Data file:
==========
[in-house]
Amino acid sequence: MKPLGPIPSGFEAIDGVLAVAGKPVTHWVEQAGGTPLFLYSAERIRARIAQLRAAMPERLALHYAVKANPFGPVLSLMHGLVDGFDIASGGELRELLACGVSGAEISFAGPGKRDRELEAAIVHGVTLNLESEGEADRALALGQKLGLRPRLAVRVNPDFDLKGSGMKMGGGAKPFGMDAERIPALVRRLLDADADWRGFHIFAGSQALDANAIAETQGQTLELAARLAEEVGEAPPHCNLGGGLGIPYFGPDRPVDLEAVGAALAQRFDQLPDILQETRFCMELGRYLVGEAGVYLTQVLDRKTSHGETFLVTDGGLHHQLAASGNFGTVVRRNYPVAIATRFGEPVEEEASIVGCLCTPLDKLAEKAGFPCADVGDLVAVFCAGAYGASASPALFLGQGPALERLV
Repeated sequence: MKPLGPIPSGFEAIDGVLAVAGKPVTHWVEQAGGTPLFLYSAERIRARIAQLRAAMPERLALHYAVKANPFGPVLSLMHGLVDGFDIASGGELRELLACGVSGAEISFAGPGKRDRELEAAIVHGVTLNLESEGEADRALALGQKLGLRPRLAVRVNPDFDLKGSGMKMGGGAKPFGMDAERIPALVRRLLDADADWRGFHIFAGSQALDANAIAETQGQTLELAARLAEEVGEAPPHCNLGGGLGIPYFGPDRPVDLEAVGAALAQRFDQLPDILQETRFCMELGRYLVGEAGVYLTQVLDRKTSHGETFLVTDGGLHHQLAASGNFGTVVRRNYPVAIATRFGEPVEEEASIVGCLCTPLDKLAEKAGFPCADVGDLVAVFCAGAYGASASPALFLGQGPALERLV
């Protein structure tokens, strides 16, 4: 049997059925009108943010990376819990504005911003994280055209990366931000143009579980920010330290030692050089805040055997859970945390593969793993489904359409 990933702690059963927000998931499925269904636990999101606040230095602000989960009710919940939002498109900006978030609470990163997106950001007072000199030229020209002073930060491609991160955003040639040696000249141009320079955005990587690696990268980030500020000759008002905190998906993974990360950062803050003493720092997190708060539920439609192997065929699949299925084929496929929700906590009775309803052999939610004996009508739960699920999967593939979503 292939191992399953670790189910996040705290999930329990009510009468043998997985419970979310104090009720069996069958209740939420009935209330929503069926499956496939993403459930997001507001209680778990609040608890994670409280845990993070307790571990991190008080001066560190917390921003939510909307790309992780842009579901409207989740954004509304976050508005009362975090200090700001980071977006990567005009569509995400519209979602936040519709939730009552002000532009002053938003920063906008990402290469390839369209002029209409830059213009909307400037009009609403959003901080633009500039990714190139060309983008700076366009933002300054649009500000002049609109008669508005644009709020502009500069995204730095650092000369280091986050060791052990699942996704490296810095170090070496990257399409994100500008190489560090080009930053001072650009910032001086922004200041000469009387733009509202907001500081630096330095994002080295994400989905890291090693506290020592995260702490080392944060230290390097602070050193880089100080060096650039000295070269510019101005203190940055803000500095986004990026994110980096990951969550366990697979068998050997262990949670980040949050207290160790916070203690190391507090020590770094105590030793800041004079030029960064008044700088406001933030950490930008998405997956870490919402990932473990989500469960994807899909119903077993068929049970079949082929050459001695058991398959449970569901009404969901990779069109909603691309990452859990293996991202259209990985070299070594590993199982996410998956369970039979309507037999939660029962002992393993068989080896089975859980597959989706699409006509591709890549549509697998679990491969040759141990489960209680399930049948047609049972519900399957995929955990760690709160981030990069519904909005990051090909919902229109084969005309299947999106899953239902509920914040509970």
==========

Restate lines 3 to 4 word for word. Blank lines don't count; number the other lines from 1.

Repeated sequence: MKPLGPIPSGFEAIDGVLAVAGKPVTHWVEQAGGTPLFLYSAERIRARIAQLRAAMPERLALHYAVKANPFGPVLSLMHGLVDGFDIASGGELRELLACGVSGAEISFAGPGKRDRELEAAIVHGVTLNLESEGEADRALALGQKLGLRPRLAVRVNPDFDLKGSGMKMGGGAKPFGMDAERIPALVRRLLDADADWRGFHIFAGSQALDANAIAETQGQTLELAARLAEEVGEAPPHCNLGGGLGIPYFGPDRPVDLEAVGAALAQRFDQLPDILQETRFCMELGRYLVGEAGVYLTQVLDRKTSHGETFLVTDGGLHHQLAASGNFGTVVRRNYPVAIATRFGEPVEEEASIVGCLCTPLDKLAEKAGFPCADVGDLVAVFCAGAYGASASPALFLGQGPALERLV
């Protein structure tokens, strides 16, 4: 049997059925009108943010990376819990504005911003994280055209990366931000143009579980920010330290030692050089805040055997859970945390593969793993489904359409 990933702690059963927000998931499925269904636990999101606040230095602000989960009710919940939002498109900006978030609470990163997106950001007072000199030229020209002073930060491609991160955003040639040696000249141009320079955005990587690696990268980030500020000759008002905190998906993974990360950062803050003493720092997190708060539920439609192997065929699949299925084929496929929700906590009775309803052999939610004996009508739960699920999967593939979503 292939191992399953670790189910996040705290999930329990009510009468043998997985419970979310104090009720069996069958209740939420009935209330929503069926499956496939993403459930997001507001209680778990609040608890994670409280845990993070307790571990991190008080001066560190917390921003939510909307790309992780842009579901409207989740954004509304976050508005009362975090200090700001980071977006990567005009569509995400519209979602936040519709939730009552002000532009002053938003920063906008990402290469390839369209002029209409830059213009909307400037009009609403959003901080633009500039990714190139060309983008700076366009933002300054649009500000002049609109008669508005644009709020502009500069995204730095650092000369280091986050060791052990699942996704490296810095170090070496990257399409994100500008190489560090080009930053001072650009910032001086922004200041000469009387733009509202907001500081630096330095994002080295994400989905890291090693506290020592995260702490080392944060230290390097602070050193880089100080060096650039000295070269510019101005203190940055803000500095986004990026994110980096990951969550366990697979068998050997262990949670980040949050207290160790916070203690190391507090020590770094105590030793800041004079030029960064008044700088406001933030950490930008998405997956870490919402990932473990989500469960994807899909119903077993068929049970079949082929050459001695058991398959449970569901009404969901990779069109909603691309990452859990293996991202259209990985070299070594590993199982996410998956369970039979309507037999939660029962002992393993068989080896089975859980597959989706699409006509591709890549549509697998679990491969040759141990489960209680399930049948047609049972519900399957995929955990760690709160981030990069519904909005990051090909919902229109084969005309299947999106899953239902509920914040509970």